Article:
Commissioners Mark Christie and James Danly of the Federal Energy Regulatory Commission are seeking information from Vanguard Group about whether it has tried to influence utility generation mixes through its stock ownership.
Vanguard’s request for a blanket authorization to own up to 20% of a utility’s voting stock warrants scrutiny because Vanguard and its affiliates could exercise “profound control” over the utilities they own, said Christie and Danly a a joint statement Thursday, noting that since FERC approved Vanguard’s prior authorization in 2019, the firm’s assets under management have grown from $5 trillion to $8.5 trillion.
“If a company like Vanguard wants to influence the management and operation of utilities generation portfolio, for example, this could have a significant impact on the rates consumers pay for electric service,” the commissioners said.
Under the Federal Power Act, FERC issues blanket authorizations that allow financial firms such as Vanguard to own up to 20% of a utility’s voting stock, with no individual fund or affiliated entity owning more than 10%.
As an example of the role major investment firms play in utility stock ownership, Vanguard Group was the largest institutional shareholder in NextEra Energy Resources, with a 9.28% stake in the company as of 30 March; six Vanguard mutual funds owned an additional 7.89% of NextEra shares, according to Yahoo Finance.
Vanguard and its affiliated investment companies and funds in February asked FERC extend its current general authorization for three years. On Monday, one day before Vanguard’s authorization was due to expire, FERC staff extended the authorization nine months.
In their statement for more information from Vanguard, Christie and Danly said that financial firms could try to influence the portfolio of a company’s power plant through their control of voting securities.
“The commission must ensure that, at a minimum, companies seeking this type of authorization are subject to controls designed to ensure that such influence is impossible,” Christie and Danly said.
Commissioners asked Vanguard to answer a series of questions, including disclosing any communications between the company and utility boards about plans to retire the power plants and their long-term resource plans.
“What processes or policies do applicants have in place to ensure that they do not mandate or advocate policies that will have the effect, even indirectly, of changing the way energy is generated or transmitted that will necessarily have an effect about the rates??” the commissioners asked.
In response to BlackRock’s similar request for blanket authorization to own up to 20% of a utility’s voting stock, Public Citizen, a consumer watchdog group, notified in March that FERC may not be adequately reviewing the ownership of utilities by financial companies.
BlackRock, Vanguard and State Street controlled 82 percent of all assets flowing into all mutual funds over the past decade and control up to 80 percent of the global exchange-traded fund market, said Tyson Slocum, director of Public Citizen’s energy program, to the protest.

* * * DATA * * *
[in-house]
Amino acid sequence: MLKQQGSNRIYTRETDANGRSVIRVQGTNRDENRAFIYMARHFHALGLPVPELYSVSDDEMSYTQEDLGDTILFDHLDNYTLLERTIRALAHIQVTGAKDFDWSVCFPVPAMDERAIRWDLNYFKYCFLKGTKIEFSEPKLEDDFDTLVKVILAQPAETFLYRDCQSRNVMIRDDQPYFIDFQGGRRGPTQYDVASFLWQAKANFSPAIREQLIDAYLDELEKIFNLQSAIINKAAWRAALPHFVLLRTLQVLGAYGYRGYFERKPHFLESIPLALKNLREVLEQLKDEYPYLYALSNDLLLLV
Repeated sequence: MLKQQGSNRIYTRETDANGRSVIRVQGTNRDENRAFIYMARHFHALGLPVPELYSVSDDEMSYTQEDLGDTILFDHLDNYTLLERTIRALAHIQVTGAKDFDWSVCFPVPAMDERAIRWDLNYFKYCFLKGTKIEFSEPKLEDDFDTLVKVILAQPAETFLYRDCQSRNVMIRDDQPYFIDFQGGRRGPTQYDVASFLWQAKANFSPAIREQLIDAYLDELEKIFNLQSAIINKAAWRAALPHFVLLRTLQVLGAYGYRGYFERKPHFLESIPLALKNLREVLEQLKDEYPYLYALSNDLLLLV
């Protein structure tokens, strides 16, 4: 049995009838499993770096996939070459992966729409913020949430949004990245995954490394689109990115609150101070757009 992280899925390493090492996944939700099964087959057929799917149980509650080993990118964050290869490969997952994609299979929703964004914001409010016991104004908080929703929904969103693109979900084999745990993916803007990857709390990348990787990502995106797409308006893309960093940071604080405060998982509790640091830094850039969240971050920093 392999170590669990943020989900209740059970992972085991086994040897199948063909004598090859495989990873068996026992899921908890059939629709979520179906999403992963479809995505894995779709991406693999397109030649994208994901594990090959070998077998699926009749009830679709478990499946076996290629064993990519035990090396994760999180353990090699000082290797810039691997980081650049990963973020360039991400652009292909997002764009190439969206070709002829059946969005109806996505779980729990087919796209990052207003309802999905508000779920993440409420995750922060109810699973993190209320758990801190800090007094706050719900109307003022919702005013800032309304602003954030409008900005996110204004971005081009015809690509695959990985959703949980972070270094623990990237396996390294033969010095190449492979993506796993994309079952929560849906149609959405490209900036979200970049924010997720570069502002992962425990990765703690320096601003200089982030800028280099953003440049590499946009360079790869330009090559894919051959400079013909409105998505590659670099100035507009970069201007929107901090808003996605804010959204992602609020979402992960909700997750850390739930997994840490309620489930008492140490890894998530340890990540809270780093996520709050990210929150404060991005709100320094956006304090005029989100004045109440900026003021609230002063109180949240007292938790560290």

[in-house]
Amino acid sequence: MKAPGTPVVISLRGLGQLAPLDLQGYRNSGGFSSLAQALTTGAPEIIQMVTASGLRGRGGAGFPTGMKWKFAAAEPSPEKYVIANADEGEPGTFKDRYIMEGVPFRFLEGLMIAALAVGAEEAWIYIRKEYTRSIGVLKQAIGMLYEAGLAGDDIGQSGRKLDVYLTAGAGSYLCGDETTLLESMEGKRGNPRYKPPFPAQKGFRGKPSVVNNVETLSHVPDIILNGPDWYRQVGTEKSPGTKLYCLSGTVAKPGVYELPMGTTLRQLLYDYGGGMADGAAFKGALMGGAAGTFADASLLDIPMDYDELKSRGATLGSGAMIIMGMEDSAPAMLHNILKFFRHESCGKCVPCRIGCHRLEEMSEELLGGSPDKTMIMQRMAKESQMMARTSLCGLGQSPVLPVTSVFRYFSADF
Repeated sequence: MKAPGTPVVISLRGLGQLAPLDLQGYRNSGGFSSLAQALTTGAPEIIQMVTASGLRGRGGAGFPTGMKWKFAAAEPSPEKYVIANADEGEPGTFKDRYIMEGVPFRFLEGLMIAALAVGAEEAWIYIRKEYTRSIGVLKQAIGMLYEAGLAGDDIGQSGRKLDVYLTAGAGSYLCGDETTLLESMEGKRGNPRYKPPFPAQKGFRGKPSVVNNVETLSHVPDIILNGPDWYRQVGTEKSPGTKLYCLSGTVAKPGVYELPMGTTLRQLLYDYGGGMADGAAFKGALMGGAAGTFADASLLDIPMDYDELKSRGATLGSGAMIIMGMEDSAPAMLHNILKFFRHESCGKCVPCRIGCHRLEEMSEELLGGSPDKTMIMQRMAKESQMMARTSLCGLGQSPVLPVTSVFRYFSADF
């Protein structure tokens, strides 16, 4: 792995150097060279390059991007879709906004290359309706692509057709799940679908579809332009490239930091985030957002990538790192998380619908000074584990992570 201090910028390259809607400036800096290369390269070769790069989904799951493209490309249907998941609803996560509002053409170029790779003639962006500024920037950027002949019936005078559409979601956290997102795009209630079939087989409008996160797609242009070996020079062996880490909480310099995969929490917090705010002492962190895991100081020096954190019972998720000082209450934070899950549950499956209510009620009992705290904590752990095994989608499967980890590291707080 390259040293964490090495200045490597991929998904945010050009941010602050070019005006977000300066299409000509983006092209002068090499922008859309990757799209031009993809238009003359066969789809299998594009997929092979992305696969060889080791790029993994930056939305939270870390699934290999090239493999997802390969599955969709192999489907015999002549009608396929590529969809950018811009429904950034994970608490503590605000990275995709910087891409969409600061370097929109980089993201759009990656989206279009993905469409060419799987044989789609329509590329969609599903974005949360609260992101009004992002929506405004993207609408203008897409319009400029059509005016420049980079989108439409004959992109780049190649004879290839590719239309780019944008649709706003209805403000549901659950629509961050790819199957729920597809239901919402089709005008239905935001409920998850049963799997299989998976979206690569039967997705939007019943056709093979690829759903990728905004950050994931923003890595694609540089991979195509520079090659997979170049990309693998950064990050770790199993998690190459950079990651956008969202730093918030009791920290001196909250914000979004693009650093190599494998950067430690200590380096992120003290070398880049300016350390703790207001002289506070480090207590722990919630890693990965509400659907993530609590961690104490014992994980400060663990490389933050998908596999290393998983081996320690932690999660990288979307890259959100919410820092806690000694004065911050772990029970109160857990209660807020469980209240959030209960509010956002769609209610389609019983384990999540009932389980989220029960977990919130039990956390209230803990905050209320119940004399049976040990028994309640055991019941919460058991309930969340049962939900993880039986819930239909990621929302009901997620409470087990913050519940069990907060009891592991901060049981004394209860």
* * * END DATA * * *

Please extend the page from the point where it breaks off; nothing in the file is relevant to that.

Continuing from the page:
Slocum urged FERC to assess whether granting BlackRock general authorization to own up to 20% of a utility would harm competition and result in unfair rates.
In competition with the approval decision At BlackRock’s request in April, FERC Commissioner Allison Clements said the agency may not have the right tools to assess the effects of blanket authorizations for major investment firms that buy voting securities of public services. He encouraged “more generic consideration” of the analysis required by the commission when evaluating general authorizations.
In a separate concurrent statement, Christie said big financial firms are unlikely to be simply passive investors.
“The claim that large asset managers like BlackRock, State Street and Vanguard are merely passive investors in public corporations, investing solely for the benefit of their beneficiaries, many of whom are retirees receiving pensions, is no longer credible,” he said. said Christie. “BlackRock, in particular, has been overtly aggressive in using its massive financial power to influence corporate policy in areas that greatly dilute the legitimate money management goals of protecting the income and investment interests of its beneficiaries.”
Thursday’s statement by Christie and Danly could be related to a backlash against environmental, social and government investment, Ari Peskoe, director of Harvard Law School’s Electricity Law Initiative, said in an email electronic Thursday
At the end of last month, West Virginia State Treasurer Riley Moore Disqualified BlackRock, Goldman Sachs Group, JPMorgan Chase & Co., Morgan Stanley and Wells Fargo & Co. of signing banking contracts with the state because they are boycotting fossil fuel companies.